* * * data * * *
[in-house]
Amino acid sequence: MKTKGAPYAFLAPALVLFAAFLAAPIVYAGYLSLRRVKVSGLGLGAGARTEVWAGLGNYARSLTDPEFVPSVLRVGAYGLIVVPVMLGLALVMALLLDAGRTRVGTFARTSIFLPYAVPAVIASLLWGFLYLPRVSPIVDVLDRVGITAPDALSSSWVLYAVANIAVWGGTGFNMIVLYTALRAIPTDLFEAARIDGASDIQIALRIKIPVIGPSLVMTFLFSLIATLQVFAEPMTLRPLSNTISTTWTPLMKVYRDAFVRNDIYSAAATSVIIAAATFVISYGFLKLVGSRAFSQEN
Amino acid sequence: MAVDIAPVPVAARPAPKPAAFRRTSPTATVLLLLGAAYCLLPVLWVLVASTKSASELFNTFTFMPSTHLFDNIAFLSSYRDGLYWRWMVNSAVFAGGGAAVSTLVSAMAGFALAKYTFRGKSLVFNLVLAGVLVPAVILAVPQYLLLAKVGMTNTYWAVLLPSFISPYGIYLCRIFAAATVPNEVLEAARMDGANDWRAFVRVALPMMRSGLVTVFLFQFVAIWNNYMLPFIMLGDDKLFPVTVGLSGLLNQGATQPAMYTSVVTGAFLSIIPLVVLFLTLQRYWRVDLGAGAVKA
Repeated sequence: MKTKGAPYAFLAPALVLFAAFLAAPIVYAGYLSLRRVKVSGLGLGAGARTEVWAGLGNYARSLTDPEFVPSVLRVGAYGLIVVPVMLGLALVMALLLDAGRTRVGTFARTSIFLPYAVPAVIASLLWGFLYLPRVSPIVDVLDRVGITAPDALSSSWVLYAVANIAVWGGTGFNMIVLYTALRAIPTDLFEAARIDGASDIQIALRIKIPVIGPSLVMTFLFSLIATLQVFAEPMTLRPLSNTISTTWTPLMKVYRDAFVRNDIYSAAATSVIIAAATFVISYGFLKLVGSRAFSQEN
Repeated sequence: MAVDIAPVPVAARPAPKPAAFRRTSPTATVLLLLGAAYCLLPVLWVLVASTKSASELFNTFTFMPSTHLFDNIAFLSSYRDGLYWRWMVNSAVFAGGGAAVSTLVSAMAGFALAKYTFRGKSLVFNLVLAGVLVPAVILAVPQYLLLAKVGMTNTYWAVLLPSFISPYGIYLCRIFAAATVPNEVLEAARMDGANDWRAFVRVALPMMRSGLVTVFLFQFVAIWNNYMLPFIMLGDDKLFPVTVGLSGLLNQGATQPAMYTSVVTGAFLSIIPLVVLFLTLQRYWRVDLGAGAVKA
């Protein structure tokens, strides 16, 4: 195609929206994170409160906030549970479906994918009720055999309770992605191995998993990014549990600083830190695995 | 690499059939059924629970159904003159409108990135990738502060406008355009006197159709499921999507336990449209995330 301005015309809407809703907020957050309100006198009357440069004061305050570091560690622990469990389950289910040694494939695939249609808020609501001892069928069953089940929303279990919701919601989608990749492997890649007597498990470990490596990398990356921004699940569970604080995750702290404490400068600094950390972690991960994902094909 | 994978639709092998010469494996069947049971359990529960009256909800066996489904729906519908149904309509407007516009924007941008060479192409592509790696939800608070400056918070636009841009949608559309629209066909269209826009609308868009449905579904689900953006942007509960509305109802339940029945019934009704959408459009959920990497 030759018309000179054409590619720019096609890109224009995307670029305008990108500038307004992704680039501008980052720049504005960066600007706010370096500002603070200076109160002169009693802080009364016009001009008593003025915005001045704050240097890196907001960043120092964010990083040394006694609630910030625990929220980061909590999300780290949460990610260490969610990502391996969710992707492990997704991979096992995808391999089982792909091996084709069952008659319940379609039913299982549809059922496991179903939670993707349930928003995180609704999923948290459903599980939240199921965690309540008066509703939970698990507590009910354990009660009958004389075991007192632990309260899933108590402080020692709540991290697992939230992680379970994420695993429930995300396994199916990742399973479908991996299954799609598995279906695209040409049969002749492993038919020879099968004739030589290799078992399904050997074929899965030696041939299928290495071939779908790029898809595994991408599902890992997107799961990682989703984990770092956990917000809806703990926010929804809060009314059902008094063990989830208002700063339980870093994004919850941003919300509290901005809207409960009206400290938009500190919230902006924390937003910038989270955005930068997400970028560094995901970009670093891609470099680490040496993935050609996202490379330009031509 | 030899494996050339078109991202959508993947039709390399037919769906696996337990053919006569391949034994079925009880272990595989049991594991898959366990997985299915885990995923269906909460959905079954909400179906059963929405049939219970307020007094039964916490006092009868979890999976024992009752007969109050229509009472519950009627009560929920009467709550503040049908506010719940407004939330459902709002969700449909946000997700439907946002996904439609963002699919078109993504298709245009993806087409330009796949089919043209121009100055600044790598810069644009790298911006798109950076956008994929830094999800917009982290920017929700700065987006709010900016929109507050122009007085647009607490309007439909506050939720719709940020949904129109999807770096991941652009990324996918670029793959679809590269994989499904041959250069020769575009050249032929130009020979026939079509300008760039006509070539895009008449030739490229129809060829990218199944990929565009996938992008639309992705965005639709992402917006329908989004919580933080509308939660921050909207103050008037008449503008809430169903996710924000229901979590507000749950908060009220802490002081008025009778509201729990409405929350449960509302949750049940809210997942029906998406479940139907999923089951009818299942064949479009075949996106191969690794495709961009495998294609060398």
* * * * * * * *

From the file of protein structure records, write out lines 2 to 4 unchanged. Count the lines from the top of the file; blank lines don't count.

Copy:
Amino acid sequence: MKTKGAPYAFLAPALVLFAAFLAAPIVYAGYLSLRRVKVSGLGLGAGARTEVWAGLGNYARSLTDPEFVPSVLRVGAYGLIVVPVMLGLALVMALLLDAGRTRVGTFARTSIFLPYAVPAVIASLLWGFLYLPRVSPIVDVLDRVGITAPDALSSSWVLYAVANIAVWGGTGFNMIVLYTALRAIPTDLFEAARIDGASDIQIALRIKIPVIGPSLVMTFLFSLIATLQVFAEPMTLRPLSNTISTTWTPLMKVYRDAFVRNDIYSAAATSVIIAAATFVISYGFLKLVGSRAFSQEN
Amino acid sequence: MAVDIAPVPVAARPAPKPAAFRRTSPTATVLLLLGAAYCLLPVLWVLVASTKSASELFNTFTFMPSTHLFDNIAFLSSYRDGLYWRWMVNSAVFAGGGAAVSTLVSAMAGFALAKYTFRGKSLVFNLVLAGVLVPAVILAVPQYLLLAKVGMTNTYWAVLLPSFISPYGIYLCRIFAAATVPNEVLEAARMDGANDWRAFVRVALPMMRSGLVTVFLFQFVAIWNNYMLPFIMLGDDKLFPVTVGLSGLLNQGATQPAMYTSVVTGAFLSIIPLVVLFLTLQRYWRVDLGAGAVKA
Repeated sequence: MKTKGAPYAFLAPALVLFAAFLAAPIVYAGYLSLRRVKVSGLGLGAGARTEVWAGLGNYARSLTDPEFVPSVLRVGAYGLIVVPVMLGLALVMALLLDAGRTRVGTFARTSIFLPYAVPAVIASLLWGFLYLPRVSPIVDVLDRVGITAPDALSSSWVLYAVANIAVWGGTGFNMIVLYTALRAIPTDLFEAARIDGASDIQIALRIKIPVIGPSLVMTFLFSLIATLQVFAEPMTLRPLSNTISTTWTPLMKVYRDAFVRNDIYSAAATSVIIAAATFVISYGFLKLVGSRAFSQEN